This is an old "Wild Kingdom" video that kids will enjoy --it is 24 minutes long.
DAY 1: The Amazon Rainforest is found in South America, spanning accross eight countries - Brazil, Bolivia, Peru, Ecuador, Colombia, Venezuela, Guyana, Suriname and French Guiana. It is the world's largest tropical rainforest. Running through the north of the rainforest is the Amazon River --it is the second longest river in the world; only the Nile River in Egypt is longer.
DAY 2: The Amazon has an incredibily rich ecosystem - there are around 40,000 plant species, 1,300 bird species, 3,000 types of fish, 430 mammals and a whopping 2.5 million different insects. Wow! The Amazon is home to a whole host of fascinating - and deadly! - creatures, including electric eels, flesh eating piranhas, poison dart frogs, jaguars, pink river dolphins, and some seriously venemous snakes.
DAY 2: Around 400-500 indigenous Amerindian tribes call the Amazon rainforest home --indigenous people are descendants of old tribes from long ago who live like their ancestors did years ago. It's believed that about fifty of these tribes have never had contact with the outside world! They know nothing about television, the internet electricity, or any of the things you see around you every day.
DAY 3: The amazon Rainforest is sometimes called ‘the lungs of the earth’. This is because the rich vegetation takes carbon dioxide out of the air, and releases oxygen back in. In fact, more than 20% of the the world’s oxygen is produced by the Amazon. Due to the thickness of the canopy (the top branches and leaves of the tees), the Amazon floor is in permanent darkness. In fact, it’s so thick that when it rains, it takes around ten minutes for the water to reach the ground!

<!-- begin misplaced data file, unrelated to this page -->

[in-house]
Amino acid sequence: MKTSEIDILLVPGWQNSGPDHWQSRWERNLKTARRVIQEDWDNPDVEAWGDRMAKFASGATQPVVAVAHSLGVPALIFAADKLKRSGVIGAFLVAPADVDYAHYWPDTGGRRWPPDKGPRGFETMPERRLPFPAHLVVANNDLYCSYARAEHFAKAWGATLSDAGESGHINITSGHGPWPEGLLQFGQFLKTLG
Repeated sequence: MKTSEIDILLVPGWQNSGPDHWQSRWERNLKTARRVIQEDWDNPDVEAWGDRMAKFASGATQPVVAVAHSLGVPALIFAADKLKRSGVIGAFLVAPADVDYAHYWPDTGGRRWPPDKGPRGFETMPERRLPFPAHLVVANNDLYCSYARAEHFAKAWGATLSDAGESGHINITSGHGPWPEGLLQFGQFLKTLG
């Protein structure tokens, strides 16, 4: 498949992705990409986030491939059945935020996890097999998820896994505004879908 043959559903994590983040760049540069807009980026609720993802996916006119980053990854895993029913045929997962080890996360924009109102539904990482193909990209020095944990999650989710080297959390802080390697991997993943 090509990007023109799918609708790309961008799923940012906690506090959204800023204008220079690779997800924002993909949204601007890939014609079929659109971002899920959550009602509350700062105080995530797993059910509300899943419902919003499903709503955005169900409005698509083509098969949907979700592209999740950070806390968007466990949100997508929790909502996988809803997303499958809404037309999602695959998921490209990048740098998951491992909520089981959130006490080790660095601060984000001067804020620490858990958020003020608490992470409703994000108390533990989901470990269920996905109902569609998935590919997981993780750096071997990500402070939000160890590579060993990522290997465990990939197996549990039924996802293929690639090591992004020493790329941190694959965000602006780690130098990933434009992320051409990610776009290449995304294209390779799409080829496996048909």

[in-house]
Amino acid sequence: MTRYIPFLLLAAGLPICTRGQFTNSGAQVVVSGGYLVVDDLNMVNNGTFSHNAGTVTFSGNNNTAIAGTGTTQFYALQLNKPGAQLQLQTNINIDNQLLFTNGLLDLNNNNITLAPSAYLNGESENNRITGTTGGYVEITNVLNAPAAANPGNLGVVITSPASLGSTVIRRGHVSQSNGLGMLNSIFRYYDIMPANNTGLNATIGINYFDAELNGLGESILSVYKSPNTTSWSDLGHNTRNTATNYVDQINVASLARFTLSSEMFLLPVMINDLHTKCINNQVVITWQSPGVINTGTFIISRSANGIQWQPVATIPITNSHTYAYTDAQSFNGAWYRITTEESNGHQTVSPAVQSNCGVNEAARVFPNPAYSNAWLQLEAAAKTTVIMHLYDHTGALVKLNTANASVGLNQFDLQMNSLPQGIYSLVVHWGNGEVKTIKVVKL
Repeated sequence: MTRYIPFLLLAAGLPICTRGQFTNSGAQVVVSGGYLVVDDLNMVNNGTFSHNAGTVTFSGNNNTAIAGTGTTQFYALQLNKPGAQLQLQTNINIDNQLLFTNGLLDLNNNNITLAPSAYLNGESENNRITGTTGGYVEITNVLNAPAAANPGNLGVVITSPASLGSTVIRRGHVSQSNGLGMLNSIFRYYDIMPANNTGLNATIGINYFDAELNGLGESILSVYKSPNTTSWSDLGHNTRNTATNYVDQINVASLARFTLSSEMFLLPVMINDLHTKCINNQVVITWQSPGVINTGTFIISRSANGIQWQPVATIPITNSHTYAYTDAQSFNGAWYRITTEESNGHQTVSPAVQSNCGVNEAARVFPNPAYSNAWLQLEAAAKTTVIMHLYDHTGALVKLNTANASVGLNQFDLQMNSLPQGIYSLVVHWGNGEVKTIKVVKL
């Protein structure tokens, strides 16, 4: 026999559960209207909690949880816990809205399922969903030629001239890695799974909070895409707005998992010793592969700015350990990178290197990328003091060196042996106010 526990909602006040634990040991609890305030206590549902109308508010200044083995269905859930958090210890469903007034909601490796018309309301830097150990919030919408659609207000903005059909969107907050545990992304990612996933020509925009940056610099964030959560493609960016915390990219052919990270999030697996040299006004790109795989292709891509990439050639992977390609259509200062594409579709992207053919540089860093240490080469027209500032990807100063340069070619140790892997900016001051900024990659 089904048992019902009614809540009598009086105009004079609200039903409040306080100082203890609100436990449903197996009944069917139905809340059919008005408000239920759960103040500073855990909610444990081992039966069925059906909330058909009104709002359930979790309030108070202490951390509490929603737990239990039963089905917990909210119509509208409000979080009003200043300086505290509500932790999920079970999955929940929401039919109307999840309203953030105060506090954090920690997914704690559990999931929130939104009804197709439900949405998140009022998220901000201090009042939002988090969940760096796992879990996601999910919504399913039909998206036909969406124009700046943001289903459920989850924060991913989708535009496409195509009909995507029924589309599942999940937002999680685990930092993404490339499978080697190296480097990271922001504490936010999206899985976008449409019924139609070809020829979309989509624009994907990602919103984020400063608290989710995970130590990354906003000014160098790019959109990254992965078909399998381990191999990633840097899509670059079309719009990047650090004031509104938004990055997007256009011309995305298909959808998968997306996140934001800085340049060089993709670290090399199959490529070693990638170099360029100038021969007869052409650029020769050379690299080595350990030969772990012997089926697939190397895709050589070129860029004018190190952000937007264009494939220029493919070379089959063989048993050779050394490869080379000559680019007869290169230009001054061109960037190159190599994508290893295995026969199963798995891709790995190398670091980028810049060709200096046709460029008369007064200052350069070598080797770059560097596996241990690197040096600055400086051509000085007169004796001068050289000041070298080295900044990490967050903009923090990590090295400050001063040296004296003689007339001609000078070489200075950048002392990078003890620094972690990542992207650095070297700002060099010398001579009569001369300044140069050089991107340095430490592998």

DAY 3: Every year an area of rainforest the size of New Jersey is cut down and destroyed. The plants and animals that used to live in these forests either die or must find a new forest to call their home. Why are rainforests being destroyed?
Humans are the main cause of rainforest destruction. The forests are cut for everything from wood to the mining of minerals; many of these trees have been growing for hundreds of years. Rainforests are also threatened by climate change, which is contributing to droughts in parts of the Amazon.. Drought causes die-offs of trees and dries out leaf litter, increasing the risk of forest fires, which are often set by land developers, ranchers, plantation owners, and loggers.
DAY 5: There are many things for travelers to do in the Amazon Rainforest.
You may want to fish for the famous piranha. This activity is offered by most tours in the Amazon Rainforest and is sure to result in fascination, but watch out for fingers! Another suggestion for what to do in the Amazon Rainforest is to visit macaw clay licks. These present guests with an impressive show of sound and color. Another way to experience the Amazon Rainforest is to cruise the Amazon River. You might want to experience the canopy walkways - also called canopy walks, treetop walks or treetop walkways - they allow you to walk high through the forest canopy --not for those afraid of heights or travel to a few of the hundreds of glorious waterfalls in the rainforest.